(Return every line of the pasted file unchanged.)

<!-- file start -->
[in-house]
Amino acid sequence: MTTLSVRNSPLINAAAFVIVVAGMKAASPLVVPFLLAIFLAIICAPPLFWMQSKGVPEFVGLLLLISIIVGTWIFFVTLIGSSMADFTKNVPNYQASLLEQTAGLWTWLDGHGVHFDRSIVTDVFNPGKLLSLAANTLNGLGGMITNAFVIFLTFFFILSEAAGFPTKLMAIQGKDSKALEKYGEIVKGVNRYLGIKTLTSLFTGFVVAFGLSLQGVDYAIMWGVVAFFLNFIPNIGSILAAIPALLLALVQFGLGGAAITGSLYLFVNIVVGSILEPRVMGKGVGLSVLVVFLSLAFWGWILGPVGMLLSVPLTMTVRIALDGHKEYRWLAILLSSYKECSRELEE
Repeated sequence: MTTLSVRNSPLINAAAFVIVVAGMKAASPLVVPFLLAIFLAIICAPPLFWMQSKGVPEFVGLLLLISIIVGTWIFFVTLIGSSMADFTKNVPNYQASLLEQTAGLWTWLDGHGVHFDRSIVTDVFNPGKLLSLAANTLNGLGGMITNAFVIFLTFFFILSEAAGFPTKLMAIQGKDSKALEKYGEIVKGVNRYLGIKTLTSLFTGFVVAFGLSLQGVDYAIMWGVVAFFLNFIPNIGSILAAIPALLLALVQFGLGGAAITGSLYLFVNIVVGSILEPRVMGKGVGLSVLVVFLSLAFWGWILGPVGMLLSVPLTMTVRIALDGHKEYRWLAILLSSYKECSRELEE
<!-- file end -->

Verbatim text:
[in-house]
Amino acid sequence: MTTLSVRNSPLINAAAFVIVVAGMKAASPLVVPFLLAIFLAIICAPPLFWMQSKGVPEFVGLLLLISIIVGTWIFFVTLIGSSMADFTKNVPNYQASLLEQTAGLWTWLDGHGVHFDRSIVTDVFNPGKLLSLAANTLNGLGGMITNAFVIFLTFFFILSEAAGFPTKLMAIQGKDSKALEKYGEIVKGVNRYLGIKTLTSLFTGFVVAFGLSLQGVDYAIMWGVVAFFLNFIPNIGSILAAIPALLLALVQFGLGGAAITGSLYLFVNIVVGSILEPRVMGKGVGLSVLVVFLSLAFWGWILGPVGMLLSVPLTMTVRIALDGHKEYRWLAILLSSYKECSRELEE
Repeated sequence: MTTLSVRNSPLINAAAFVIVVAGMKAASPLVVPFLLAIFLAIICAPPLFWMQSKGVPEFVGLLLLISIIVGTWIFFVTLIGSSMADFTKNVPNYQASLLEQTAGLWTWLDGHGVHFDRSIVTDVFNPGKLLSLAANTLNGLGGMITNAFVIFLTFFFILSEAAGFPTKLMAIQGKDSKALEKYGEIVKGVNRYLGIKTLTSLFTGFVVAFGLSLQGVDYAIMWGVVAFFLNFIPNIGSILAAIPALLLALVQFGLGGAAITGSLYLFVNIVVGSILEPRVMGKGVGLSVLVVFLSLAFWGWILGPVGMLLSVPLTMTVRIALDGHKEYRWLAILLSSYKECSRELEE